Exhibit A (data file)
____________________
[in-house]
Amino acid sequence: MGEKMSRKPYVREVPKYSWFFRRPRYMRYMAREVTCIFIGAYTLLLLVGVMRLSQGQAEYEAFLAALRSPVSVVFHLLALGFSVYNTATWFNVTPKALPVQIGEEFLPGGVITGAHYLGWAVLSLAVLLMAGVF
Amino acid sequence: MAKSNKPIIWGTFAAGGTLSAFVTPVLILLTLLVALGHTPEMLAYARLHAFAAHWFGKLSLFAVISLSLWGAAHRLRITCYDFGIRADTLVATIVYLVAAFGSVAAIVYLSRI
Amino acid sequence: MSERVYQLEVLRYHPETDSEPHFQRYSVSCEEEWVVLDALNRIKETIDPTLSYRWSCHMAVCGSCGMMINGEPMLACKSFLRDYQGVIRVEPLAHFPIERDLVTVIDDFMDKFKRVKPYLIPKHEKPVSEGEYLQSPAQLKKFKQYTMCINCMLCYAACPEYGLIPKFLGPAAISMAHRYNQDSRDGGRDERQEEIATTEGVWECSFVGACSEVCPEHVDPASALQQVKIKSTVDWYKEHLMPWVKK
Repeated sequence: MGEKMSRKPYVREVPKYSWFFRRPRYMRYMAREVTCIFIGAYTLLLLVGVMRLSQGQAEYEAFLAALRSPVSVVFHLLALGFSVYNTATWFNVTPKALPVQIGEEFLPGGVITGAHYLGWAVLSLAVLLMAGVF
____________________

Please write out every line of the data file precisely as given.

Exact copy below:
[in-house]
Amino acid sequence: MGEKMSRKPYVREVPKYSWFFRRPRYMRYMAREVTCIFIGAYTLLLLVGVMRLSQGQAEYEAFLAALRSPVSVVFHLLALGFSVYNTATWFNVTPKALPVQIGEEFLPGGVITGAHYLGWAVLSLAVLLMAGVF
Amino acid sequence: MAKSNKPIIWGTFAAGGTLSAFVTPVLILLTLLVALGHTPEMLAYARLHAFAAHWFGKLSLFAVISLSLWGAAHRLRITCYDFGIRADTLVATIVYLVAAFGSVAAIVYLSRI
Amino acid sequence: MSERVYQLEVLRYHPETDSEPHFQRYSVSCEEEWVVLDALNRIKETIDPTLSYRWSCHMAVCGSCGMMINGEPMLACKSFLRDYQGVIRVEPLAHFPIERDLVTVIDDFMDKFKRVKPYLIPKHEKPVSEGEYLQSPAQLKKFKQYTMCINCMLCYAACPEYGLIPKFLGPAAISMAHRYNQDSRDGGRDERQEEIATTEGVWECSFVGACSEVCPEHVDPASALQQVKIKSTVDWYKEHLMPWVKK
Repeated sequence: MGEKMSRKPYVREVPKYSWFFRRPRYMRYMAREVTCIFIGAYTLLLLVGVMRLSQGQAEYEAFLAALRSPVSVVFHLLALGFSVYNTATWFNVTPKALPVQIGEEFLPGGVITGAHYLGWAVLSLAVLLMAGVF